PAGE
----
Keep it simple. One-pot meals are the smart way to camp cooking: stews, soups, pastas and chili are nourishing and filling. Cook what you can ahead of time and freeze in containers. They double as ice in the cooler.
Pasta and jarred sauce are camping staples. (Screw-on caps so you can store unused portions in the cooler.)
Snacks are good. Pepperoni, crackers, cheese. Chips tend to get left around, attracting critters even in daylight.
Avoid cooking meals at dusk or later. Raccoons and bears will come out of the woods. After eating, wash dishes immediately and store trash bags in your vehicle or dispose in critter-proof receptacles.
If you or the kids throw food scraps in the woods, you will get unwelcome visitors. Not smart. If it happens, use it a learning opportunity for your kids.
There is usually a grocery nearby for fresh breads, meat and vegetables. Your cravings will change once you are in the woods.
Dry food – Pack dry foods, such as pastas, rice and cereals, in sealed containers and stash them in your kitchen box.
Perishable food – Keep in the cooler, and secure the cooler in your vehicle or wrap in bungee cords. Never keep a cooler in your tent.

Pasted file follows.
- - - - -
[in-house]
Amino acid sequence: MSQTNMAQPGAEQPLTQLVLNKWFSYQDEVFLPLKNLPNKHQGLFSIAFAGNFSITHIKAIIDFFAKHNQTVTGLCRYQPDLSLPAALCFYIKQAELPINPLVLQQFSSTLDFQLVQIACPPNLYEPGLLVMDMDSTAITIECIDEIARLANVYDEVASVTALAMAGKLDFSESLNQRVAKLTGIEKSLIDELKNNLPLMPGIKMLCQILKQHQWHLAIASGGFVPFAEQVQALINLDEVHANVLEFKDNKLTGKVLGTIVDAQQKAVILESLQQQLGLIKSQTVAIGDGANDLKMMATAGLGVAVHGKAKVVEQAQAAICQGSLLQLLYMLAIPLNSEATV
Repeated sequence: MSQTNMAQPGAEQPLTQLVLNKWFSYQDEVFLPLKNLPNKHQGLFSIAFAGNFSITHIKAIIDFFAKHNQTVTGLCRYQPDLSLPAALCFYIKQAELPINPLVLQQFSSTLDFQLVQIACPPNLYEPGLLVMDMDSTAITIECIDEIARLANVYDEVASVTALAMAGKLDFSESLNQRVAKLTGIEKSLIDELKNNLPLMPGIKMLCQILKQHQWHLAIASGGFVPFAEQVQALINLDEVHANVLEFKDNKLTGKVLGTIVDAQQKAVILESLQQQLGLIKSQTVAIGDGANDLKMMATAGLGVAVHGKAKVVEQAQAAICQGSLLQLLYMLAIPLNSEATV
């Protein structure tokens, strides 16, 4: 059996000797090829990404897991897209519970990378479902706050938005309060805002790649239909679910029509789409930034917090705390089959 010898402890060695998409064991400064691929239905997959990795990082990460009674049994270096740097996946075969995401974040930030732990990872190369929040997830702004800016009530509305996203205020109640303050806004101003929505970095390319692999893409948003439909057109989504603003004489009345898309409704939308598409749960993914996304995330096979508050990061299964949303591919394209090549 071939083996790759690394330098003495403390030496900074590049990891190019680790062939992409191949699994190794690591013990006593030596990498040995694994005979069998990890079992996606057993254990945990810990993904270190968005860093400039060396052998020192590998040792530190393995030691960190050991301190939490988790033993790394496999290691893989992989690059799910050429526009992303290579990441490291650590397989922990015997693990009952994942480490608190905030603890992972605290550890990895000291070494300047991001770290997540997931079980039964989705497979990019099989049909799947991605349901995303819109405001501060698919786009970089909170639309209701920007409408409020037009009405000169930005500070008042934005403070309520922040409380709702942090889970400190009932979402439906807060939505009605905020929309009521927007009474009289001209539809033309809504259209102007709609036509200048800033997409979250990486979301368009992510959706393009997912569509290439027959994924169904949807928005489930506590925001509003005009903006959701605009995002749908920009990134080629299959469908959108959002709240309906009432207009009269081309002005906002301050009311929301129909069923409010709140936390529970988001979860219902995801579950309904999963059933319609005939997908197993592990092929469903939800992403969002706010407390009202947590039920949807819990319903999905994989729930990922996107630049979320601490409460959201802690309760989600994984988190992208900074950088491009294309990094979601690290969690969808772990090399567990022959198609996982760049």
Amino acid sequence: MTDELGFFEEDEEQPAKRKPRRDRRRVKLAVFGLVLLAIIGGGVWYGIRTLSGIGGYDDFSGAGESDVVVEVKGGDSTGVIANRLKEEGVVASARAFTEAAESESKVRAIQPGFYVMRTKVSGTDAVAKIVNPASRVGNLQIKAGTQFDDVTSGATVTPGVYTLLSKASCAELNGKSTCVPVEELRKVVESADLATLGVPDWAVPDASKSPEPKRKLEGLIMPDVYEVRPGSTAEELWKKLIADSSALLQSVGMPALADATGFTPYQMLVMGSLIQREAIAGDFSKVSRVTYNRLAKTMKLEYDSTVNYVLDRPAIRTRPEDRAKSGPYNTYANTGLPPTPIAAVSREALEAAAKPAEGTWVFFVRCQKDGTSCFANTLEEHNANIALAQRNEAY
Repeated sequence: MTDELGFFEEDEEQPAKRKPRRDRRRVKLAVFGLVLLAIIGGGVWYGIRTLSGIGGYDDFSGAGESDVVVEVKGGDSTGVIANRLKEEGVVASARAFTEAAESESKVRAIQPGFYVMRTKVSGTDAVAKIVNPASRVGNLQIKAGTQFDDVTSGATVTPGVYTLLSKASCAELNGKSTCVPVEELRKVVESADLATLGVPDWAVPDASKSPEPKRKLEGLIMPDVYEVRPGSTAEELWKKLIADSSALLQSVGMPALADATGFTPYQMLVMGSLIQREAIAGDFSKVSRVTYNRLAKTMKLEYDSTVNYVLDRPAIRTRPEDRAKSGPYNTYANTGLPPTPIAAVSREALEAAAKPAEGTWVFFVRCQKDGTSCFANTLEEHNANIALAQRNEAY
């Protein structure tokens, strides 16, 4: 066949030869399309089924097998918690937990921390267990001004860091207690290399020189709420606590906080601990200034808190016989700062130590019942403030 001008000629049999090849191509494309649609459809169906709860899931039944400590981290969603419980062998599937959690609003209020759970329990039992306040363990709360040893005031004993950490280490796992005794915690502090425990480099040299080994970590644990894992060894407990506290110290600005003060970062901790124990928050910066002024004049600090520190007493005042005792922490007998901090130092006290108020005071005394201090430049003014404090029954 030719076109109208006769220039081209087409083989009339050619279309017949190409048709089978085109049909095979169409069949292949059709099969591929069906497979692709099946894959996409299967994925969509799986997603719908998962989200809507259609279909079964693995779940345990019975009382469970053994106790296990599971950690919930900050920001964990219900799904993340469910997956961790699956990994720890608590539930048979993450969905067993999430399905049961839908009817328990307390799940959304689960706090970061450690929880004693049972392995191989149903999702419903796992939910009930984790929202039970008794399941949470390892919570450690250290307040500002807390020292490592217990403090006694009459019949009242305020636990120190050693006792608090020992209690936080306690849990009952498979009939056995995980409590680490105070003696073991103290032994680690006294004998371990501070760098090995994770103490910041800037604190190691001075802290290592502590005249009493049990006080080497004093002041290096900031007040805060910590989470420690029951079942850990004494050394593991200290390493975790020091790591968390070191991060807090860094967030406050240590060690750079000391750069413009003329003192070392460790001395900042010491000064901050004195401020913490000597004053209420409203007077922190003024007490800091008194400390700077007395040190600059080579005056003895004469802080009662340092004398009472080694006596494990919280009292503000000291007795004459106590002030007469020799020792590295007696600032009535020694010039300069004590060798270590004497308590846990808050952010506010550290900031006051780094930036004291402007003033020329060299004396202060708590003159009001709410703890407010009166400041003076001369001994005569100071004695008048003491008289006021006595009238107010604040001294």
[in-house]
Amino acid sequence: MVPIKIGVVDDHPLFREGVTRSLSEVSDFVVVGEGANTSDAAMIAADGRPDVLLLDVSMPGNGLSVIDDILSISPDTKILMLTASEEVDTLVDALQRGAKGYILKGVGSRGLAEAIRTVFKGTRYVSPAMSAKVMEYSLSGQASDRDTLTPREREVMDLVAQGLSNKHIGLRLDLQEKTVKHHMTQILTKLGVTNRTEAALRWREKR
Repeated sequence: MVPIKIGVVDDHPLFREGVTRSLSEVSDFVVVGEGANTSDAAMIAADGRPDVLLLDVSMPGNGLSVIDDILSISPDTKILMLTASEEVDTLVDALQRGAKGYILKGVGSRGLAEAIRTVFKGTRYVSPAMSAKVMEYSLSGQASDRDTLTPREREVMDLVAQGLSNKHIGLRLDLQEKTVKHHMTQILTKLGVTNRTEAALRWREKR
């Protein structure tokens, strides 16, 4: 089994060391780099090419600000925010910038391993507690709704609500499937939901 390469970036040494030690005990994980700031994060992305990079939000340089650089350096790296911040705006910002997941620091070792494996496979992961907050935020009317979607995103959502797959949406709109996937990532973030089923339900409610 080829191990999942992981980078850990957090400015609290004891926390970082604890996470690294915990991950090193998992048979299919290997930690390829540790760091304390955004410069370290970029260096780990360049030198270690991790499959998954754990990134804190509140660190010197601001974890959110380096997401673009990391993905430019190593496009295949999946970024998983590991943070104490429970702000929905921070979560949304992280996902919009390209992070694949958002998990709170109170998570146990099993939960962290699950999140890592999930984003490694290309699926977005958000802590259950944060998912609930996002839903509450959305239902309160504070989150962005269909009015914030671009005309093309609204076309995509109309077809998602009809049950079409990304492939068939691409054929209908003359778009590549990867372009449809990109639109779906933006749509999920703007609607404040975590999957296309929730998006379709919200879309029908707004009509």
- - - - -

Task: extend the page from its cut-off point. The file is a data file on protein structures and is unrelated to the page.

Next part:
Bottled water – Yes, bring it. Don’t trust water from the campground spigot. And, like your food, store your water out of reach of raccoons. They can smell it, even in a sealed gallon jug.
The Tool Bag
Pocket knife (and pliers) — Essential. A multi-purpose tool should be standard gear.
Bug spray – No-brainer for experienced Florida campers. Heavy on the Deet, but you should only need to spray ankles and the back of the neck if you wear long pants. That should keep ‘em away.
Bear spray – Basically, a small can of pepper spray or Mace that will keep unwelcome bears at bay. Bears are not usually a problem, unless you are careless with your food — or the people who used the campsite before you were careless.
Sunscreen — You are outdoors all the time, and if you paddle a canoe or kayak, the reflection off the water doubles exposure to Florida’s intense sun. Use at least SPF 30, a lightweight, long-sleeve shirt if you have sensitive skin.
Waterproof Seam sealer– Seal the seams of your tent every time you go camping. Keep a tube in your toolbox.
Hatchet (or hammer) – For pounding stakes and splitting firewood.
Tarp – Useful as temporary shelter in a sudden storm, a Florida certainty, and as a ground cover for your tent. Pack one in your canoe, too.
Short hose with nozzle (optional) – For spraying kayaks and bikes. Good for controlling campfires.
Fire extinguisher (optional) – I keep one in my pickup truck in case of camp or car emergency.
Weather radio (optional) – Just a good idea, especially if you are hiking into the back country to a primitive site.